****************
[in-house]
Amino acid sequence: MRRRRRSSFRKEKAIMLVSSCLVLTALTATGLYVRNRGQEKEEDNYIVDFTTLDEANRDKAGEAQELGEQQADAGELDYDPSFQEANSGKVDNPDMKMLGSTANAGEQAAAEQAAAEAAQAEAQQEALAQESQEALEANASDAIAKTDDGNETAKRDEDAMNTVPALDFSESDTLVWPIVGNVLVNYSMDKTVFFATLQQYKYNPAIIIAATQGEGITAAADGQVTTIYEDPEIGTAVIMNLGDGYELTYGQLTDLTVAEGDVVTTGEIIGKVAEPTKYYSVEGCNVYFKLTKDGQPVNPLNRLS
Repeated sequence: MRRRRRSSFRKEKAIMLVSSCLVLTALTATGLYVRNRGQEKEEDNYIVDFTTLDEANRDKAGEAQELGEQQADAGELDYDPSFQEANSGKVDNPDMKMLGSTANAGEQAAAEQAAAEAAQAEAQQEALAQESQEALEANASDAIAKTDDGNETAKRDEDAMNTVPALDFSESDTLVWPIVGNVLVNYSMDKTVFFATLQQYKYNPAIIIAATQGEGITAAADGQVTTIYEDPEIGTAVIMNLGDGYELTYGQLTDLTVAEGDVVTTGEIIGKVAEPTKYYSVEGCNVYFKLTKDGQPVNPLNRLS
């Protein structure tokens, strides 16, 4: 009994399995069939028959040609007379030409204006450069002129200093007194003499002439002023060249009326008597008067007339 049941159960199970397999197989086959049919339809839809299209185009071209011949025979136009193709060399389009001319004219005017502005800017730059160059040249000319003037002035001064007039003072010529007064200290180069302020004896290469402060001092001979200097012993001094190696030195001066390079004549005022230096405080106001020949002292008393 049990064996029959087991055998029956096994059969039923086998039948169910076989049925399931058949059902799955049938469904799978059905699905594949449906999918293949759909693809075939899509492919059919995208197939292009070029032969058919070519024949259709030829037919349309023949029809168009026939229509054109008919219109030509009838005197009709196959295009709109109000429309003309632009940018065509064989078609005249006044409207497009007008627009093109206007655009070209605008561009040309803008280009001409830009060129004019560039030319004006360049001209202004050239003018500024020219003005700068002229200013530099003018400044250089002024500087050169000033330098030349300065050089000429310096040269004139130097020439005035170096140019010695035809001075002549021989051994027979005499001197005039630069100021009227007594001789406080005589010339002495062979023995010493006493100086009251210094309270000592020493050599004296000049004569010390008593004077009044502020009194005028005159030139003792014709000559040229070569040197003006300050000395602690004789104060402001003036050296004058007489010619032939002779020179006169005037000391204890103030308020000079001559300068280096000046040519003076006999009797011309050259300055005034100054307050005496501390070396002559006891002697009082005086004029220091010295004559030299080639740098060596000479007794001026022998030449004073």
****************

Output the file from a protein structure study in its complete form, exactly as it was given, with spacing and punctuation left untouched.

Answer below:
[in-house]
Amino acid sequence: MRRRRRSSFRKEKAIMLVSSCLVLTALTATGLYVRNRGQEKEEDNYIVDFTTLDEANRDKAGEAQELGEQQADAGELDYDPSFQEANSGKVDNPDMKMLGSTANAGEQAAAEQAAAEAAQAEAQQEALAQESQEALEANASDAIAKTDDGNETAKRDEDAMNTVPALDFSESDTLVWPIVGNVLVNYSMDKTVFFATLQQYKYNPAIIIAATQGEGITAAADGQVTTIYEDPEIGTAVIMNLGDGYELTYGQLTDLTVAEGDVVTTGEIIGKVAEPTKYYSVEGCNVYFKLTKDGQPVNPLNRLS
Repeated sequence: MRRRRRSSFRKEKAIMLVSSCLVLTALTATGLYVRNRGQEKEEDNYIVDFTTLDEANRDKAGEAQELGEQQADAGELDYDPSFQEANSGKVDNPDMKMLGSTANAGEQAAAEQAAAEAAQAEAQQEALAQESQEALEANASDAIAKTDDGNETAKRDEDAMNTVPALDFSESDTLVWPIVGNVLVNYSMDKTVFFATLQQYKYNPAIIIAATQGEGITAAADGQVTTIYEDPEIGTAVIMNLGDGYELTYGQLTDLTVAEGDVVTTGEIIGKVAEPTKYYSVEGCNVYFKLTKDGQPVNPLNRLS
């Protein structure tokens, strides 16, 4: 009994399995069939028959040609007379030409204006450069002129200093007194003499002439002023060249009326008597008067007339 049941159960199970397999197989086959049919339809839809299209185009071209011949025979136009193709060399389009001319004219005017502005800017730059160059040249000319003037002035001064007039003072010529007064200290180069302020004896290469402060001092001979200097012993001094190696030195001066390079004549005022230096405080106001020949002292008393 049990064996029959087991055998029956096994059969039923086998039948169910076989049925399931058949059902799955049938469904799978059905699905594949449906999918293949759909693809075939899509492919059919995208197939292009070029032969058919070519024949259709030829037919349309023949029809168009026939229509054109008919219109030509009838005197009709196959295009709109109000429309003309632009940018065509064989078609005249006044409207497009007008627009093109206007655009070209605008561009040309803008280009001409830009060129004019560039030319004006360049001209202004050239003018500024020219003005700068002229200013530099003018400044250089002024500087050169000033330098030349300065050089000429310096040269004139130097020439005035170096140019010695035809001075002549021989051994027979005499001197005039630069100021009227007594001789406080005589010339002495062979023995010493006493100086009251210094309270000592020493050599004296000049004569010390008593004077009044502020009194005028005159030139003792014709000559040229070569040197003006300050000395602690004789104060402001003036050296004058007489010619032939002779020179006169005037000391204890103030308020000079001559300068280096000046040519003076006999009797011309050259300055005034100054307050005496501390070396002559006891002697009082005086004029220091010295004559030299080639740098060596000479007794001026022998030449004073």